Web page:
I don't understand the lack of love for David Slade's "30 Days of Night". I raved about it during an earlier post and on a second viewing this week, my appreciation only grew. Instead of trying to be a full-screen version of a graphic novel (think "Sin City"), "30 Days of Night" fully places itself in the cinematic realm as a movie based on a graphic novel, sparing us the cartoonish after-effects of previous attempts at this conversion from page to screen. Simply put, while the images in the film are clearly inspired from it's 4x4 framed origins on paper, director Slade transforms them into wholly cinematic terms. Think of the beautifully composed overhead pan down the city street that documents the carnage below with a coolly detached mood. Or the image of the creatures standing against a backdrop of rising flames in the snowy street towards the 'rock star' finale as described by actor Josh Hartnett on the commentary. I'm sure these images fit perfectly in a graphic novel form, but they look even better on screen. And, as stated before, these are some of the most visually impressive and terrifying embodiments of a vampire ever put on screen, complete with demonic voices that eek out language that sounds like a record playing in reverse. I love this movie.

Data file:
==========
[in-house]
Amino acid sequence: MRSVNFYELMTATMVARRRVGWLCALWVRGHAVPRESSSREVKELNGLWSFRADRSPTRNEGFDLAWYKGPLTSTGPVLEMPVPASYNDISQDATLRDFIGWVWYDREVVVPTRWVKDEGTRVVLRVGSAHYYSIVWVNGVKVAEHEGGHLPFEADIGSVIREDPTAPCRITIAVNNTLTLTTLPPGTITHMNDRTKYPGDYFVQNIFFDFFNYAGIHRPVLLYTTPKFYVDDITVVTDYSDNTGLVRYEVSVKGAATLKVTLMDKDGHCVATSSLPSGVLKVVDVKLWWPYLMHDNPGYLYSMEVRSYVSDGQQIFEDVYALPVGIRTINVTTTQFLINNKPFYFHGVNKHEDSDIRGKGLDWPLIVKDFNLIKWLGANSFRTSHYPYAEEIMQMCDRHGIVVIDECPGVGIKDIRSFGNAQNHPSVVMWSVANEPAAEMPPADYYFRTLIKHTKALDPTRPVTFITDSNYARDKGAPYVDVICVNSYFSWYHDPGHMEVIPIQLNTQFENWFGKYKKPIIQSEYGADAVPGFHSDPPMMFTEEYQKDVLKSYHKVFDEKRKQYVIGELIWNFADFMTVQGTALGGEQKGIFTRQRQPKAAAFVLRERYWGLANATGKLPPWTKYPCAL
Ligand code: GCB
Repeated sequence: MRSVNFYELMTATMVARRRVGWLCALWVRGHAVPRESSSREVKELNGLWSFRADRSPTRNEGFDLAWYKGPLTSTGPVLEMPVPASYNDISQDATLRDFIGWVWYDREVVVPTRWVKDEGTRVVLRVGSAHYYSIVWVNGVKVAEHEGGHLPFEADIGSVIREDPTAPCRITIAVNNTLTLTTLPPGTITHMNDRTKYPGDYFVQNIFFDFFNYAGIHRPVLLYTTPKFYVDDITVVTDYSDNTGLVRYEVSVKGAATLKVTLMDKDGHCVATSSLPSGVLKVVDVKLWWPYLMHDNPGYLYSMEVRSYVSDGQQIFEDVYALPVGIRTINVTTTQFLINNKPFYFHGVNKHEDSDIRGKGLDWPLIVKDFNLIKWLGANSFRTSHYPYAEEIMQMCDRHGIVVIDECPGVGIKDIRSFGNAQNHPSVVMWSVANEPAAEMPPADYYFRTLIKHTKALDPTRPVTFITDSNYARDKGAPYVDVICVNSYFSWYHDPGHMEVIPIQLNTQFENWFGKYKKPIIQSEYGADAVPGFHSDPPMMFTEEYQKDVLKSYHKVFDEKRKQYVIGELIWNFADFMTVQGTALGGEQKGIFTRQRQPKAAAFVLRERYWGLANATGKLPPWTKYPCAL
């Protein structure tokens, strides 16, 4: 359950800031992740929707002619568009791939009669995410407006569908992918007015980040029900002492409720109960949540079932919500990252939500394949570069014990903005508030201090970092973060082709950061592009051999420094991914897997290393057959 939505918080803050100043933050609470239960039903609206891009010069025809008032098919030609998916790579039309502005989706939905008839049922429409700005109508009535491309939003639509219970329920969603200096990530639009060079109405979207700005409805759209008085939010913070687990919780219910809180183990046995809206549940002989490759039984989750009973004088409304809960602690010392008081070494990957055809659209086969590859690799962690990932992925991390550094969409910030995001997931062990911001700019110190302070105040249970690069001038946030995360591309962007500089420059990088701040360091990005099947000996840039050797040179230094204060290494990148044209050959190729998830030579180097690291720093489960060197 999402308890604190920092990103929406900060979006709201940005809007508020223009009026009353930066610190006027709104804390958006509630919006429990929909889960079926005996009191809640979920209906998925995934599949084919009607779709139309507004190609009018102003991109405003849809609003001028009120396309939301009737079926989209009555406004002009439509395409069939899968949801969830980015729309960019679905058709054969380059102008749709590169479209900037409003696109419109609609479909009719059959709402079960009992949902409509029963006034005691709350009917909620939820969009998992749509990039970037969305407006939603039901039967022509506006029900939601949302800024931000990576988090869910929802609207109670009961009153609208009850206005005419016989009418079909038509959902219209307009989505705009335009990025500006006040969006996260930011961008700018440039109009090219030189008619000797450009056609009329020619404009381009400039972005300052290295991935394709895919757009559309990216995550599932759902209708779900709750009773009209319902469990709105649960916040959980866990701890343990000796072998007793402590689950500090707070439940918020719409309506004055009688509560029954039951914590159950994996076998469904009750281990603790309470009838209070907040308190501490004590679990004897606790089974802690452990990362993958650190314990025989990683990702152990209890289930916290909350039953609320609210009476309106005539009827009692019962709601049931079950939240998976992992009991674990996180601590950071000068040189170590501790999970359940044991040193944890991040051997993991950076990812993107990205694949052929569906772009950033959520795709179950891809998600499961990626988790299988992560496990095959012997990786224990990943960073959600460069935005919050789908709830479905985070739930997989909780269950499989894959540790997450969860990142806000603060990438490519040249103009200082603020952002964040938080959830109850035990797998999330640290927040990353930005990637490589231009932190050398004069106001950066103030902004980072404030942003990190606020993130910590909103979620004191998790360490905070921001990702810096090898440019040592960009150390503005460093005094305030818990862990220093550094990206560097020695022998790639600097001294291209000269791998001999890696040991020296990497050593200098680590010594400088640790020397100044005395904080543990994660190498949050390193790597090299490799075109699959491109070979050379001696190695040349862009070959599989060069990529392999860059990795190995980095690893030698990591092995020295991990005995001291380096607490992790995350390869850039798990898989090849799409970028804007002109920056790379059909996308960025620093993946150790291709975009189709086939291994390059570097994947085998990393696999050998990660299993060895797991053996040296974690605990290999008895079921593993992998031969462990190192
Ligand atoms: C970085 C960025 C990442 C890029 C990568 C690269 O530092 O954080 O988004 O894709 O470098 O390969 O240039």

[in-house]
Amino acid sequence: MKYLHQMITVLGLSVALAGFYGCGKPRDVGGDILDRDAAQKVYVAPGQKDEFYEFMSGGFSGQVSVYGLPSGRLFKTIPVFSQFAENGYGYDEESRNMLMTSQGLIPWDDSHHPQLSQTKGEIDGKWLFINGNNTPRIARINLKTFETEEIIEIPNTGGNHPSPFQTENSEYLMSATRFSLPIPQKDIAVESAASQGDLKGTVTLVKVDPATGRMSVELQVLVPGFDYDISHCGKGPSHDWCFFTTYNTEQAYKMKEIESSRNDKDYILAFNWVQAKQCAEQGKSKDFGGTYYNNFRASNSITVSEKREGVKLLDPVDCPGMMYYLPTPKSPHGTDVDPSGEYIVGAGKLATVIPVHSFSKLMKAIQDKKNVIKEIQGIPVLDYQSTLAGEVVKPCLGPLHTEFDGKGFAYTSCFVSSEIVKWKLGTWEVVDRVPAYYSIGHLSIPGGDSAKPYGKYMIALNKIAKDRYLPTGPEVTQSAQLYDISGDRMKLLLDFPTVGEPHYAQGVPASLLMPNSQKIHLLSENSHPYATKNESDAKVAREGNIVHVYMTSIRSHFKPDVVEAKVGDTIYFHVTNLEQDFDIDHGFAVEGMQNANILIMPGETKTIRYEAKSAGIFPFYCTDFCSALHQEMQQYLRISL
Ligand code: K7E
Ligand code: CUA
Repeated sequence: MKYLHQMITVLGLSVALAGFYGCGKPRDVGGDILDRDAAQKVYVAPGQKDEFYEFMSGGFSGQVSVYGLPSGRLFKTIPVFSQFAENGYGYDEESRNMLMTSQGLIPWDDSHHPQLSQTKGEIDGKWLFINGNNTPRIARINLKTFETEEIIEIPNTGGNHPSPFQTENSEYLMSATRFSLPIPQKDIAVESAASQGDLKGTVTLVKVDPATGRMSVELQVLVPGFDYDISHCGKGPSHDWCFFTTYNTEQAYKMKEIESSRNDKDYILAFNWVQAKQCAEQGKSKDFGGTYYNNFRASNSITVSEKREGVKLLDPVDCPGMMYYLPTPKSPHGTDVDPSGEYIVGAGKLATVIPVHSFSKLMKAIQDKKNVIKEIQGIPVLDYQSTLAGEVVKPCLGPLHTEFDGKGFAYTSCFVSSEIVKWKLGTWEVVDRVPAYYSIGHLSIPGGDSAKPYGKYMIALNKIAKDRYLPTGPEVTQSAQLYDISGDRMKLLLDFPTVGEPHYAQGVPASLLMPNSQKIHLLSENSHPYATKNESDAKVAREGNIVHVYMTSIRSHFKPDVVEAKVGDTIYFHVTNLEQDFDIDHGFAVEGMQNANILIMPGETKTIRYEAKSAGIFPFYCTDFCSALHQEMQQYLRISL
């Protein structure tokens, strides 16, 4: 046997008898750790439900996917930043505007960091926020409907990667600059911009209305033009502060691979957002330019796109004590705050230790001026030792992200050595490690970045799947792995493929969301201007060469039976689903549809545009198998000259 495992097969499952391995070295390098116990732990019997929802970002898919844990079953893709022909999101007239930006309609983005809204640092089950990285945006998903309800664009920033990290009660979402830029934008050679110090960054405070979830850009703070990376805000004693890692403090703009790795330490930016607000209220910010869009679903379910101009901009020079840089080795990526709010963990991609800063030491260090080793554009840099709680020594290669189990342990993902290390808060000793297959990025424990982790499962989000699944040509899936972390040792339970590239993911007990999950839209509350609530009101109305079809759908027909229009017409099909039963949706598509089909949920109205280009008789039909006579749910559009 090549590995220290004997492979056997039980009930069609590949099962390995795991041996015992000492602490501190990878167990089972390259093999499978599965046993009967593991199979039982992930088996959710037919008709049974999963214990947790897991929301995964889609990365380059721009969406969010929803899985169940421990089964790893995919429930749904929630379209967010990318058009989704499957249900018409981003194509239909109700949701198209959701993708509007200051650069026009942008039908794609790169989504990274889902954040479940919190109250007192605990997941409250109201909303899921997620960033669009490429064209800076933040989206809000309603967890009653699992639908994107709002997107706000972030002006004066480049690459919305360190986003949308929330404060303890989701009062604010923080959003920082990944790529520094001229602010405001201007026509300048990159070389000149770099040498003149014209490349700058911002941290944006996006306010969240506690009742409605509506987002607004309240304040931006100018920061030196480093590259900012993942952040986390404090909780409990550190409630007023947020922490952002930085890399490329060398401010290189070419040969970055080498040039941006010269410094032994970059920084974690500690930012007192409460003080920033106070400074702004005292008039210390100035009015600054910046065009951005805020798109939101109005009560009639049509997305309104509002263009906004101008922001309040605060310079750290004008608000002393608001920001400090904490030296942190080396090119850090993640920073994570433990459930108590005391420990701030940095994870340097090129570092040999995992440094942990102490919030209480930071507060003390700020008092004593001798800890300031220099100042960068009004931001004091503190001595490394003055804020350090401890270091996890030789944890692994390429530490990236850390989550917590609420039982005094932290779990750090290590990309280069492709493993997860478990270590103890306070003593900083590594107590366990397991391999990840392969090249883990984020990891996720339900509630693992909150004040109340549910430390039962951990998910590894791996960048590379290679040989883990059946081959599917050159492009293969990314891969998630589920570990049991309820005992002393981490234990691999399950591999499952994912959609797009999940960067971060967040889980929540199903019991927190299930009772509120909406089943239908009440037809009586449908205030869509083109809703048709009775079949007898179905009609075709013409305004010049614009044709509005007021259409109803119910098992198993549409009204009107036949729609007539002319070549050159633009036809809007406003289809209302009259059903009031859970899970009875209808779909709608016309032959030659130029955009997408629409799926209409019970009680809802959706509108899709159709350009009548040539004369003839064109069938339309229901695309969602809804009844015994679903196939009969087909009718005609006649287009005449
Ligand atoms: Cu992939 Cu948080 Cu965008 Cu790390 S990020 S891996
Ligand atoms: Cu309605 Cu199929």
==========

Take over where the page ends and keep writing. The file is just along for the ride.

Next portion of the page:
I didn't exactly love Michel Gondry's "Be Kind Rewind", one of the worst experiences I've had in a movie theater this early season. While Gondry certainly makes movies with imaginative 'young kid gusto', this one searches for tone and mood early and never finds a rhythm. I'm not sure exactly what the hell was going on the first 45 minutes of this film. Was it slapstick (based on the magnetism of Jack Black sticking to everything metal), was it social drama (with Danny Glover making some weird secret cross-neighborhood odyssey to study a competition DVD rental store).. and what the hell is Mia Farrow doing as an old woman renting VHS movies, seemingly the most culturally alienated urban woman in the universe? None of it made any sense. When the "sweded movies" come into play, the laugh factor and visual inventiveness picks up considerably, but "Be Kind Rewind" plays like a film drastically out of touch with modern audiences. Pretty painful stuff.